First, we examined whether telmisartan affects PPAR-δ and PPAR-δ levels in cultured myotubes. After stimulation with telmisartan for 24 hrs, PPAR-δ mRNA and protein expression increased 105% and 102%, respectively, in cultured myotubes from wild-type mice. However, telmisartan did not affect the PPAR-δ mRNA or protein levels in cultured myotubes either from wild-type or PPAR-δ-deficient mice (Fig. 1A–D).
Telmisartan up-regulates p-AMPK levels through PPAR-δ
We found that telmisartan significantly increased phospho-AMPK α levels in cultured myotubes from wild-type mice but not in those from PPAR-δ-deficient mice (Fig. 2A). Importantly, telmisartan had no effect on AT1 receptor expression in cultured myotubes from either wild-type or PPAR-δ-deficient mice (Fig. 2B).
Chronic treatment with telmisartan increases PPAR-δ expression in skeletal muscle
We next asked whether the effect of telmisartan on PPAR-δ expression in vitro would extend to the in vivo setting. Wild-type and PPAR-δ-deficient mice were treated with telmisartan (5 mg/kg) for 6 months. Compared with control mice, telmisartan increased PPAR-δ mRNA and protein levels (P < 0.01 and P < 0.05, respectively), but did not significantly affect PPAR-δ levels (P > 0.05) in skeletal muscle of wild-type mice (Fig. 3A and C). PPAR-δ mRNA and protein levels in skeletal muscle were unaffected in PPAR-δ-deficient mice treated with or without telmisartan (Fig. 3B and C).
Effect of telmisartan on metabolic profile in vivo
To evaluate changes of phenotype after telmisartan treatment, body weight, food intake and blood metabolic parameters were examined. Our study revealed that long-term telmisartan reduced weight gain in wild-type mice (P < 0.05) but not in PPAR-δ-deficient mice (Fig. 4A and B). Furthermore, telmisartan significantly reduced the weight of visceral and subcutaneous fat in wild-type mice, but this effect was absent in PPAR-δ-deficient mice (Fig. 4G and H). Food intake was not affected in either group (Fig. 4C). Also serum insulin, triglyceride and glucose levels did not differ between mouse strains with or without telmisartan treatment (Fig. 4D–F).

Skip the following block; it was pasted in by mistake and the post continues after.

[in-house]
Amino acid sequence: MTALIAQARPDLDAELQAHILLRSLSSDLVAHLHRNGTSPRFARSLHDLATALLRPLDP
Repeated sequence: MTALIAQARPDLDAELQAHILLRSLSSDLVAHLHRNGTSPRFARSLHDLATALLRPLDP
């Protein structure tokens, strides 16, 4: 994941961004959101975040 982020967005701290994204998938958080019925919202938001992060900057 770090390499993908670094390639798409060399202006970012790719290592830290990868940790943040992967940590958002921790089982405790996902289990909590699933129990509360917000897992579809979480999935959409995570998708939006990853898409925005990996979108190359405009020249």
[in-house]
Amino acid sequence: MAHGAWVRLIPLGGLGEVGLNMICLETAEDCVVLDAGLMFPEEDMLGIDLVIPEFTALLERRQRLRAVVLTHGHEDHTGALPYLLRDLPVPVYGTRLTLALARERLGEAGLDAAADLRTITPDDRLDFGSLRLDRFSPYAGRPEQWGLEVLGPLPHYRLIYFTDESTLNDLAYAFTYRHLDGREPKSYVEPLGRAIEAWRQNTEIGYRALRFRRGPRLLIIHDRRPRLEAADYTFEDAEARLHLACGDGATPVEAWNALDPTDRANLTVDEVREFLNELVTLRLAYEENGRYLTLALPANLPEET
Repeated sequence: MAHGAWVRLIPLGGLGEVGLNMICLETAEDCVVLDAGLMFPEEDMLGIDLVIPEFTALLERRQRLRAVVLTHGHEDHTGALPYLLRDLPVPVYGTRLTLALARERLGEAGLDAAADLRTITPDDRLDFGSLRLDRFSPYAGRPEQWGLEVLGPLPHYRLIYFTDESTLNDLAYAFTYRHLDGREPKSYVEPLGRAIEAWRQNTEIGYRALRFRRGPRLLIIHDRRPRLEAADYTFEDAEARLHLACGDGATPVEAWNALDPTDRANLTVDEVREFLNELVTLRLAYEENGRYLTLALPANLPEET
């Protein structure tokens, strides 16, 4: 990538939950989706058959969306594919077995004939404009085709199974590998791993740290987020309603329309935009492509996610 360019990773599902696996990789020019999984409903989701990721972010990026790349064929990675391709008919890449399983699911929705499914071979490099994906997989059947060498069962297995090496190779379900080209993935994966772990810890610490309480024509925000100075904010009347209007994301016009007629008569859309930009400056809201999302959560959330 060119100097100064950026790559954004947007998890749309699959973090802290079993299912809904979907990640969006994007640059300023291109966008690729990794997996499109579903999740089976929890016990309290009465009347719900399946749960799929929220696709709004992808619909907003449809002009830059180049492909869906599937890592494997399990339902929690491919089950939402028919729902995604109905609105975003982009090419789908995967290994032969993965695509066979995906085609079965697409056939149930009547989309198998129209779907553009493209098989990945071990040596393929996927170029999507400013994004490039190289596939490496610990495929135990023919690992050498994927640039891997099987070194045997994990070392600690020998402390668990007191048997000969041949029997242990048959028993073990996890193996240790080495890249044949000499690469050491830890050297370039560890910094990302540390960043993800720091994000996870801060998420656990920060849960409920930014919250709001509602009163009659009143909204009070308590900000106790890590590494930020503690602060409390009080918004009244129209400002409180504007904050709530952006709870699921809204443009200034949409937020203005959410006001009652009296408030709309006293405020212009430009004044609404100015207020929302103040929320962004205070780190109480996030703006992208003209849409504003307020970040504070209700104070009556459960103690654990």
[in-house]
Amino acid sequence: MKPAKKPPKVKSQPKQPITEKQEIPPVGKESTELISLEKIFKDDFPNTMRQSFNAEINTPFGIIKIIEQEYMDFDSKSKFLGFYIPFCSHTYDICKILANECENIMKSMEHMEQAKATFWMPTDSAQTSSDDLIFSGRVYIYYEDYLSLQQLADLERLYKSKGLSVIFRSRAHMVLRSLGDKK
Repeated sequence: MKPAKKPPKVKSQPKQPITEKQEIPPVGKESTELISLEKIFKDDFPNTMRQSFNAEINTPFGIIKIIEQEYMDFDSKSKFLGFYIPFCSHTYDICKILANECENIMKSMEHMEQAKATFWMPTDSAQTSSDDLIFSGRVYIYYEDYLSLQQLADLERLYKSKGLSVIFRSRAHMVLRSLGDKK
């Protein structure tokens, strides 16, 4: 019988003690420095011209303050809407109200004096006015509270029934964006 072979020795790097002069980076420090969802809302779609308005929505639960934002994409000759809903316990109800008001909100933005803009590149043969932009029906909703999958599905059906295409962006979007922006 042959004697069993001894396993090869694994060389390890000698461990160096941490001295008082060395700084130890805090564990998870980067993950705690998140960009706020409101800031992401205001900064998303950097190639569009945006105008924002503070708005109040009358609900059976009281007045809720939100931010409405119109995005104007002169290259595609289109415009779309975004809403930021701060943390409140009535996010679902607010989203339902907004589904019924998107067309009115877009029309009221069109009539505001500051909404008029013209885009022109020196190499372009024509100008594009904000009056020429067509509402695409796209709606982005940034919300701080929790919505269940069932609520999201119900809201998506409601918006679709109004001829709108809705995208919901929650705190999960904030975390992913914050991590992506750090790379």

Telmisartan enhances AMPK phosphorylation through PPAR-δ in skeletal muscle
Results in vitro showed that up-regulation of phospho-AMPK α levels by telmisartan occurred in a PPAR-δ-dependent manner. Long-term administration of telmisartan increased phospho-AMPK α protein levels in skeletal muscle of wild-type mice (P < 0.05), but not in that of PPAR-δ-deficient mice (Fig. 5A and B). Interestingly, telmisartan did not influence AT1 receptor expression in skeletal muscle from either wild-type or PPAR-δ-deficient mice (Fig. 5A and B).
Chronic telmisartan treatment enhances running endurance, reduces fat mass and remodels myofibres
Skeletal muscle fibres are generally classified as type I (oxidative/slow) or type II (glycolytic/fast) fibres. Recent studies showed that PPAR-δ/AMPK activation induces a transformation from fast glycolytic to slow oxidative fibres [4, 5]. To determine whether telmisartan has a similar effect, we assessed running time, running distance, basal and post-exercise oxygen consumption. Compared with control mice, wild-type mice treated with telmisartan had greater running endurance and more post-exercise oxygen consumption (Fig. 6A–D). However, PPAR-δ-deficient mice treated with telmisartan displayed no phenotypic change relative to untreated PPAR-δ-deficient mice. The skeletal muscle mass was not different between mice with and without telmisartan treatment (Fig. 6E), but the ratio of skeletal muscle weight to whole body weight was significantly higher in mice treated with telmisartan than untreated mice (Fig 6F). We further analysed the myofibre composition of gastrocnemius muscle and found that the proportion of type I slow fibres was significantly higher in telmisartan-treated wild-type mice than in control wild-type mice, whereas there were no difference between two groups of PPAR-δ-deficient mice (Fig. 6G and H). In accordance with the fibre composition, the biomarker for slow skeletal muscle fibre (troposin I-ss) was significantly up-regulated in wild-type mice receiving telmisartan but not in telmisartan-treated PPAR-δ-deficient mice (Fig. 5A and B).